Afghanistan Forward Members with NATO ambassadors

FA:  Based on Afghanistan Forward’s values against corruption, violence and prejudice, and with its emphasis on youth empowerment, can you provide a few examples of how you work toward those values with young people?

Mariam Wardak:  Before my involvement, Mr. Azizi worked very hard against corruption, violence and prejudice. He had an anti-corruption race in Jalalabad, an anti-corruption cricket tournament and a chess tournament with the youth. What really impressed me was how Mr. Azizi held a private work shop in Kabul on how to write request forms and complaint forms to the government on issues the youth had. After my involvement, Afghanistan Forwards board members have bounced ideas to hold a workshop on writing letters to the parliament and presidential office on the youths concerns.

FA:  What obstacles did you face in creating Afghanistan Forward?  Are there obstacles you still face?  

Mariam Wardak: The obstacles Mr. Azizi and the team faced in the initial were financial, as everything is paid through our personal assistances. The second obstacle is that it’s the first youth civil society registered by the Ministry of Justice, the obstacle was that people couldn’t understand why we were civil and not political or why we are doing this on our own time and dime. The third obstacle was to have a balance between ethnicities, we wanted a member from all parts of the world, we still struggle in having members from remote provinces. The current obstacle is trying to change the mindset of the population in believing in change through themselves.  The youth know how to speak with authority, but we have noticed that they have a difficult time in believing in themselves.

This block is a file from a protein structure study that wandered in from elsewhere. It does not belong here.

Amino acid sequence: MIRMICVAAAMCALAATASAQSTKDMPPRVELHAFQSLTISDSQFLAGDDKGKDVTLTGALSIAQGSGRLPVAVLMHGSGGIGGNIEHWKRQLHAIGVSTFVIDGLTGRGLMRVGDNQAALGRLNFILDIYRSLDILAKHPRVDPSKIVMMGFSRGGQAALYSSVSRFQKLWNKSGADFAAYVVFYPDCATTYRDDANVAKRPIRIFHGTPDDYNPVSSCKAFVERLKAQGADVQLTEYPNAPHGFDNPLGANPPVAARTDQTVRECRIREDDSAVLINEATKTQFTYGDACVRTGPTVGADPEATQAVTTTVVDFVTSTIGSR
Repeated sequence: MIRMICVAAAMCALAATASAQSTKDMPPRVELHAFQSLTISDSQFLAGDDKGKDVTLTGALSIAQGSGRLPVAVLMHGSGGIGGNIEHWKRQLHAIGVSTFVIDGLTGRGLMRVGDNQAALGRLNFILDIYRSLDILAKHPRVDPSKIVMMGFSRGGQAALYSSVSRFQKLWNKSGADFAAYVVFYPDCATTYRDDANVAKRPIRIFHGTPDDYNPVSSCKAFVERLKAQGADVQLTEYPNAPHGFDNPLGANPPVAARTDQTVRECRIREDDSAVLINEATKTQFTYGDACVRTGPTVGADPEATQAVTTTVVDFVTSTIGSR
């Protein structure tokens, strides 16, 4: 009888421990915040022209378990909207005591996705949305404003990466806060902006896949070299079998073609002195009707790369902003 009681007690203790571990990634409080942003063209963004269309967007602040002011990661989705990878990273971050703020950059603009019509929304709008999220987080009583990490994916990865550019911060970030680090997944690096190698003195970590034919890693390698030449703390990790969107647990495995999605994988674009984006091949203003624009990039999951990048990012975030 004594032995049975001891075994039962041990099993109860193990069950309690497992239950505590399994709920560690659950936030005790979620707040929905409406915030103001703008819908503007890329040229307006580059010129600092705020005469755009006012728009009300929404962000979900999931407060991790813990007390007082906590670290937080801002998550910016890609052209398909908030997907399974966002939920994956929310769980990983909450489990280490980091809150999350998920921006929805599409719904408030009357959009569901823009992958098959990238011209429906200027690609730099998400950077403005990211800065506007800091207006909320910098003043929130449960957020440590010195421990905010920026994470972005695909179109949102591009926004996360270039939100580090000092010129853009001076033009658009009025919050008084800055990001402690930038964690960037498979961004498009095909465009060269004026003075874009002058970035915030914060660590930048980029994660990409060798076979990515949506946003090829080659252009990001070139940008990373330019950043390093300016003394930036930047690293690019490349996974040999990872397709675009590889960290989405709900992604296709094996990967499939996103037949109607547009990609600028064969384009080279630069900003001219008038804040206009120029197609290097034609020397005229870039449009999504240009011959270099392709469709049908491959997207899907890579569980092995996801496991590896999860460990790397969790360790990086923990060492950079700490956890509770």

FA:  How will young people be involved in the election process through Afghanistan Forward? 

BOTH: Afghanistan Forward is looking for young members to be the ambassadors of change. To each individual there are different priorities, but we all want peace and stability in Afghanistan. We plan with community efforts to have many fun festivities, in which during the events we plan to outreach to them by having ambassadors talk to groups on the importance of voting, their rights, how to register and where to register. The reason we want to apply this method during fun festivities versus lectures to crowns because we don’t want to impose, but encourage.